A bill toughening rules for providers of virtual currency services has exited the Estonian Ministry of Finance that would, in order to mitigate the risks of financial crime, allow granting an Estonian virtual currency service authorization only to applicants who intend to operate in Estonia.
The bill also seeks to set out in greater detail the grounds for refusal of authorization and to put an end to anonymous transactions in virtual currencies, spokespeople for the finance ministry said.
The amendments to the Money Laundering and Terrorist Financing Prevention Act are based on a national risk assessment according to which the risks of money laundering, terrorist financing and other financial crime related to virtual currency service providers have increased significantly.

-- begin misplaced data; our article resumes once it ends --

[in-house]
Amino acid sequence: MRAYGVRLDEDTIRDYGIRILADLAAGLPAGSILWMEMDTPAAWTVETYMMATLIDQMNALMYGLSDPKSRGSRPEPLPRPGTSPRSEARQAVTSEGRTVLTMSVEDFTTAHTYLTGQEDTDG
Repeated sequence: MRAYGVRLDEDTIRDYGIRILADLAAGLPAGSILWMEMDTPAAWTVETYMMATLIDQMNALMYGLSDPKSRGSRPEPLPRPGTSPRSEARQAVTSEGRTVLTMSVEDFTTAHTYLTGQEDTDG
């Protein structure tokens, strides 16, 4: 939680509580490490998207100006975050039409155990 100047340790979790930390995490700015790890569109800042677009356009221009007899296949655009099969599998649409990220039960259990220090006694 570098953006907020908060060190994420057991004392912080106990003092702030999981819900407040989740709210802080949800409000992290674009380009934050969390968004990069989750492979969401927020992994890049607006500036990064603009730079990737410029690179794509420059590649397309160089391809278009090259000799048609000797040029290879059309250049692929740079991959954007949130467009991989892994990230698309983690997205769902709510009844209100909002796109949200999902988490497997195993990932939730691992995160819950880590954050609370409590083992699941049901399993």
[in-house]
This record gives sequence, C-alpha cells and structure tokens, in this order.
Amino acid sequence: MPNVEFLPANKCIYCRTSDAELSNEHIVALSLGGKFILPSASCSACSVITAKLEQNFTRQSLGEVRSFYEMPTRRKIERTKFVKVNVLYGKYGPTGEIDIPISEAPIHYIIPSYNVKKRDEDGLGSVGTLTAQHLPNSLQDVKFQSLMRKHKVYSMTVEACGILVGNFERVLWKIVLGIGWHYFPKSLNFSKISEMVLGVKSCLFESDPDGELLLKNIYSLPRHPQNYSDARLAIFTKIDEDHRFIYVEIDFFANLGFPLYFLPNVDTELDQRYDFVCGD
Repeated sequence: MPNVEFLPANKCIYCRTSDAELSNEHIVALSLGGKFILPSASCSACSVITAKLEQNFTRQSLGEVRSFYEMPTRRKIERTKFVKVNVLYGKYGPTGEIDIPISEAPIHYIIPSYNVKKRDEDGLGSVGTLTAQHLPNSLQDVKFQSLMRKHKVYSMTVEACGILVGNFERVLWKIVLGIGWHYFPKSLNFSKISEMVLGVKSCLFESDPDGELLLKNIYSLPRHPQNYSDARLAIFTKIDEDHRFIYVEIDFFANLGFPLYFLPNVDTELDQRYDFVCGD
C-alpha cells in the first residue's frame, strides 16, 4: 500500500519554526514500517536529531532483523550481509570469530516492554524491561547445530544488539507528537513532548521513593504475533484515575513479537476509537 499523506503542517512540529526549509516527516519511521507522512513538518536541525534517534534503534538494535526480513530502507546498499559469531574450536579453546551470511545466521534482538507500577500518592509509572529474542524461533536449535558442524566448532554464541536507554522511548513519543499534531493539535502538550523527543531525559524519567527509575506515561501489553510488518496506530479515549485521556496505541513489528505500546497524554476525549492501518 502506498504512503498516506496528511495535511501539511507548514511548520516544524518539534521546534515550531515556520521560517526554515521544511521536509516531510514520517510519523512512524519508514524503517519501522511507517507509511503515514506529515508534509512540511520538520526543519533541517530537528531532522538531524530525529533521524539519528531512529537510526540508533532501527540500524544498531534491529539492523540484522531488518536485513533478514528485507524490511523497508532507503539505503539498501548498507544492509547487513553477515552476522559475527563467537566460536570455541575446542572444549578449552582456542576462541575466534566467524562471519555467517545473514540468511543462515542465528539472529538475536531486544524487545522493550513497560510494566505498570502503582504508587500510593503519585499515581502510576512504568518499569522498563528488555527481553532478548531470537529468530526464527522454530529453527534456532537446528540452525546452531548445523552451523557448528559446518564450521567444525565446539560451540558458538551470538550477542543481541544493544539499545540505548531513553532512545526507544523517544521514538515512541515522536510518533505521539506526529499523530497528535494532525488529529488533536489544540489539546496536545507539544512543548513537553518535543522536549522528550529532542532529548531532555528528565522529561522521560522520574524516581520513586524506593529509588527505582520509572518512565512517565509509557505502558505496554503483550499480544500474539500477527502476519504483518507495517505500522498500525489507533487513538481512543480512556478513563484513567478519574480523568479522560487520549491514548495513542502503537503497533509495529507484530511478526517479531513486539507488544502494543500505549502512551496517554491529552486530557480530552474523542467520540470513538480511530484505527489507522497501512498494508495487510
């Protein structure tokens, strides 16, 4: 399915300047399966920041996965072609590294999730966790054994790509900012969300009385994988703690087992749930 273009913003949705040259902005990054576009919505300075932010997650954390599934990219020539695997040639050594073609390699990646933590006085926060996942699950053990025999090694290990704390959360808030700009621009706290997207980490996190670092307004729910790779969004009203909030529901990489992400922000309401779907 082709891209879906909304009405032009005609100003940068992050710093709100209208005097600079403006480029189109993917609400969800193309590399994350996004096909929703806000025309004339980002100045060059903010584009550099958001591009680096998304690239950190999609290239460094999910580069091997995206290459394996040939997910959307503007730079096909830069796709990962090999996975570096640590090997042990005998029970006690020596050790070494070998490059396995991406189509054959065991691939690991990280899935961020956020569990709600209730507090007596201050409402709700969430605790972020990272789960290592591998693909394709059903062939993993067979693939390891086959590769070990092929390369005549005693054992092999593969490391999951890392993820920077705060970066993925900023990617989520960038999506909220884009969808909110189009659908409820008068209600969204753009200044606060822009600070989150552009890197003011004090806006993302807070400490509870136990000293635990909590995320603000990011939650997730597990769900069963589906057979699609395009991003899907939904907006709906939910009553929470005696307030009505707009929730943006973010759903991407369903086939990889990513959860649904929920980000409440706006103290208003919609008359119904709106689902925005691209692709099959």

Minister of Finance Keit Pentus-Rosimannus (Reform) said that the current regulations have allowed service providers who do not operate in Estonia, who have no connection to Estonia and oversight over which, such as the identification of beneficial owners, is not possible, to apply for an Estonian virtual currency authorization. According to the minister, the risks entailed are thus transferred to the Estonian economic environment.
“We are therefore planning to regulate service providers in this sector in a way more similar to other companies active in the field of finance. Estonia’s digital success story and innovative spirit must serve a good and fair business environment,” the minister said.
The amendments will also enhance the capabilities of the Financial Intelligence Unit to authorize and supervise virtual currency services and set out requirements for virtual currency service providers that comply with the international FATF standard.
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